School leaders at the turn of the 20th century, influenced by the assembly line method, created a school system that mimicked a factory. Just like a chassis move through the assembly line, batches of learners move through the assembly line with added parts (curriculum) added to them along the way. Teachers act like glorified assembly workers placing parts where they are supposed to fit on a Learner. The reformers that created the industrialized school system adopted the model of the assembly line system also installed (by default) the command and control systems required in an industrialized assembly line factory. Learners move from room to room to accommodate the teachers so they would not have to move. I know teachers who taught in the same room for 40 years! Bells are used to notify learners and teachers when the next stage of the assembly process is to take place. The industrialized schools dehumanize learners and de-professionalizes teachers.

The New Operating System:
The new definition of fidelity in the new OS of education is where local context and expertise is leveraged to create an ideal learning experience. The new operating system relies on empowerment to create dignity. As I have mentioned before, the answers to education issues lies within the people that work with learners every day. Teachers, aids, principals superintendents hold the key for education change. It seems sensible that the people engaging in the day to day activities of education should have the most say in the how change occurs within their system. A salesman for a fortune 500 company does not have to stop and call his supervisor to ask permission to veer from the sales script if they believe a sale will be made by ad-libbing. In the military, commands are created and passed in a very structured environment, but the platoon leader on patrol is not expected to have to call back to the command post every time a barrier or an unexpected problem arises. Yet, we do not empower our teachers and school leaders to incorporate local knowledge and expertise in their day to day operations (i.e. every teacher must be on the same page doing the same lesson at the same time…this still happens in schools!). The new OS moves away from apathy and the learned helplessness that results and empowers teachers and learners. School leaders must have the nerve to set a vision for their school and then the courage to listen to the people most affected by the vision…the learners and the teachers. Creating a vision and implementing the vision is a topic that we do not have enough space in this blog to cover, but it is important to note that any vision for education must meet the “reality on the ground”. Once that reality is understood, the vision can be implemented with the knowledge that local idiosyncrasies are being addressed.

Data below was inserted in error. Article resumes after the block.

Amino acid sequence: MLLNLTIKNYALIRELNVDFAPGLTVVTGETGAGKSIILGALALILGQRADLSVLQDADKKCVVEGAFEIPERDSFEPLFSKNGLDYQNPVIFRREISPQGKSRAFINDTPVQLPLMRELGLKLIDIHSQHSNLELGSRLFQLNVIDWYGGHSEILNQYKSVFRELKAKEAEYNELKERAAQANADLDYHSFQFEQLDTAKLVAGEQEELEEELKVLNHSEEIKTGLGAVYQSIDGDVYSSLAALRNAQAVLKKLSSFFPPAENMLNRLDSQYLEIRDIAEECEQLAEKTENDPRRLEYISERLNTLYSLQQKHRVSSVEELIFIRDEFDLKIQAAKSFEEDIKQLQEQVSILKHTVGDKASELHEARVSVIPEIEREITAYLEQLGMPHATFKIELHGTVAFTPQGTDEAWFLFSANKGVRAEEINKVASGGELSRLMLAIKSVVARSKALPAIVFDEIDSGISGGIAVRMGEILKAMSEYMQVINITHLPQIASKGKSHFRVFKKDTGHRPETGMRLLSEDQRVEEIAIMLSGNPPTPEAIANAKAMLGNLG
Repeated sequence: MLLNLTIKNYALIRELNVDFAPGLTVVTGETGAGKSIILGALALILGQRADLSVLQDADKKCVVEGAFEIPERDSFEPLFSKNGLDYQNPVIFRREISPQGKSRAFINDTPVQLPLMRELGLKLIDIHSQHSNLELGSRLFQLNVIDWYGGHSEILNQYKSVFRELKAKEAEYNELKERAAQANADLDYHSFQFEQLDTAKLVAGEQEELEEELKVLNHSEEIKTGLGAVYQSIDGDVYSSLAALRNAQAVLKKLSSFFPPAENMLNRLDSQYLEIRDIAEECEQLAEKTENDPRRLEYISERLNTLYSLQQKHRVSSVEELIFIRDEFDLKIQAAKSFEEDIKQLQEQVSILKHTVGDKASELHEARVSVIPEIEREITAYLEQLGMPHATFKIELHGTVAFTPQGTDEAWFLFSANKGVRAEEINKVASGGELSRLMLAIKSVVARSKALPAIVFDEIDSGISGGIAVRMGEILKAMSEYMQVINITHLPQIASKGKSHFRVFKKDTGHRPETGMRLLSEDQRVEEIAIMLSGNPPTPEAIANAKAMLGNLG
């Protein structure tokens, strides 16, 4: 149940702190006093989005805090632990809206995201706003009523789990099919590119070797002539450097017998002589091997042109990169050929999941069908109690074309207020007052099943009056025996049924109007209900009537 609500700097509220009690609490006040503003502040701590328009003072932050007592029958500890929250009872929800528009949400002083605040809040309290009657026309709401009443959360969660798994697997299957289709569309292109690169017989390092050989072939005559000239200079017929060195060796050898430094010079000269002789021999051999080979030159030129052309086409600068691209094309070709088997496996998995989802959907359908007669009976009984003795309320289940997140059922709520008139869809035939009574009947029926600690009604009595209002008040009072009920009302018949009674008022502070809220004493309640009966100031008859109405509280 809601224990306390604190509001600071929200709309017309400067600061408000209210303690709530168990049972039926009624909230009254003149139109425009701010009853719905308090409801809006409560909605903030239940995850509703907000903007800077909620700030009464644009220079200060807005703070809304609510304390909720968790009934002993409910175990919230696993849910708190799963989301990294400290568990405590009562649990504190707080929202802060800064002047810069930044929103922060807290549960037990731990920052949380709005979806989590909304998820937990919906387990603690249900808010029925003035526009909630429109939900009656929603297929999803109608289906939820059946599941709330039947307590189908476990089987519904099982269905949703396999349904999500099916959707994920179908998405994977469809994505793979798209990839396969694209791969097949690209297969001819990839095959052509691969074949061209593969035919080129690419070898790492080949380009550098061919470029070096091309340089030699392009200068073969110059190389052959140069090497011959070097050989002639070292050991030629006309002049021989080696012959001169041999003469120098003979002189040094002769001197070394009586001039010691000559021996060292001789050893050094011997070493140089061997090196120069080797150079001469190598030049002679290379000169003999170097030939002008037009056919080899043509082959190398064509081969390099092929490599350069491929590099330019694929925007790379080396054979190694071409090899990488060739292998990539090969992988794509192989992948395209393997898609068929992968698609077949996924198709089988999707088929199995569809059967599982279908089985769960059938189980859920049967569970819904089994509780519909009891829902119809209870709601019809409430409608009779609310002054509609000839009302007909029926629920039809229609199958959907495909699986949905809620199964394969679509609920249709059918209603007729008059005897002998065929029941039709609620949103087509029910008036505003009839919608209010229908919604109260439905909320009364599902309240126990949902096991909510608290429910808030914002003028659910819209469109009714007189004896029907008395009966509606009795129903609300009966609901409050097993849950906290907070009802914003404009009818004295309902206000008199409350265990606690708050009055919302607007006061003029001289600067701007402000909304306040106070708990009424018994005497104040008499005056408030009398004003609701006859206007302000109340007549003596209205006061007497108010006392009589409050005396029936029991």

To start the journey toward an operating system that dignifies the people in it, start by asking yourself these three questions. Convene a group of practitioners and ask:

  1. What would the school look like if it were uncompromisingly learner centered?
    o What are the command and control structures that impede us from being learner centered?
    o What are examples in your school of changing a structure to address learners needs?
  2. How do the old operating system structures impede true learning?
    o How does grading change?
    o How do grade levels change?
    o What role does curriculum play in the new operating system?
  3. How can the school formulate systems that empower people and create dignity?
    o Create a school from scratch…what would you add and what would you take out from our current system?

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About the author 

Tom Butler, Ph.D.

I believe that public education is for the public good and that education should be uncompromisingly learner-centered. The New Learning Ecosystem points us away from the old model of education that does not serve kids well. All educators regardless of where they work can help lead and contribute to the New Learning Ecosystem.